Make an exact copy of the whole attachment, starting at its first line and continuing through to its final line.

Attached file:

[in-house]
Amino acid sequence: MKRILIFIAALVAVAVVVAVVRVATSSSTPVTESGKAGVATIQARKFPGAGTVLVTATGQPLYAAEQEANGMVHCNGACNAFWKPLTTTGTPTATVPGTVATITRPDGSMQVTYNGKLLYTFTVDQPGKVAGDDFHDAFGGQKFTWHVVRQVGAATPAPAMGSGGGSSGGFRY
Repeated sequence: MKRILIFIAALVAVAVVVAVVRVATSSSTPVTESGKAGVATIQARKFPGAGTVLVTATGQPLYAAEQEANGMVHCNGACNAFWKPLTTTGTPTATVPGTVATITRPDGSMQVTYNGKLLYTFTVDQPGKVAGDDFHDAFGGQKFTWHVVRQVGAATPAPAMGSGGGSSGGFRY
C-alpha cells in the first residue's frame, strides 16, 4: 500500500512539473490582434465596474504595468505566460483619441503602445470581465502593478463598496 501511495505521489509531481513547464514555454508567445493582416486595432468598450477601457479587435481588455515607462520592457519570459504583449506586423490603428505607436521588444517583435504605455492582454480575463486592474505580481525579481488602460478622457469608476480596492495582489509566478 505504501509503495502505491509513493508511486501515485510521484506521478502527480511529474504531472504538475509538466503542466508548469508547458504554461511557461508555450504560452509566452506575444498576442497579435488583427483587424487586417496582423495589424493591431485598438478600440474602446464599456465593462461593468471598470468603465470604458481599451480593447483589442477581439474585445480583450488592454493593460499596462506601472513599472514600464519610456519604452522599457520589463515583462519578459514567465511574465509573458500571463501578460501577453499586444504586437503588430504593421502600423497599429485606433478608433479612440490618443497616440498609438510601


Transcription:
[in-house]
Amino acid sequence: MKRILIFIAALVAVAVVVAVVRVATSSSTPVTESGKAGVATIQARKFPGAGTVLVTATGQPLYAAEQEANGMVHCNGACNAFWKPLTTTGTPTATVPGTVATITRPDGSMQVTYNGKLLYTFTVDQPGKVAGDDFHDAFGGQKFTWHVVRQVGAATPAPAMGSGGGSSGGFRY
Repeated sequence: MKRILIFIAALVAVAVVVAVVRVATSSSTPVTESGKAGVATIQARKFPGAGTVLVTATGQPLYAAEQEANGMVHCNGACNAFWKPLTTTGTPTATVPGTVATITRPDGSMQVTYNGKLLYTFTVDQPGKVAGDDFHDAFGGQKFTWHVVRQVGAATPAPAMGSGGGSSGGFRY
C-alpha cells in the first residue's frame, strides 16, 4: 500500500512539473490582434465596474504595468505566460483619441503602445470581465502593478463598496 501511495505521489509531481513547464514555454508567445493582416486595432468598450477601457479587435481588455515607462520592457519570459504583449506586423490603428505607436521588444517583435504605455492582454480575463486592474505580481525579481488602460478622457469608476480596492495582489509566478 505504501509503495502505491509513493508511486501515485510521484506521478502527480511529474504531472504538475509538466503542466508548469508547458504554461511557461508555450504560452509566452506575444498576442497579435488583427483587424487586417496582423495589424493591431485598438478600440474602446464599456465593462461593468471598470468603465470604458481599451480593447483589442477581439474585445480583450488592454493593460499596462506601472513599472514600464519610456519604452522599457520589463515583462519578459514567465511574465509573458500571463501578460501577453499586444504586437503588430504593421502600423497599429485606433478608433479612440490618443497616440498609438510601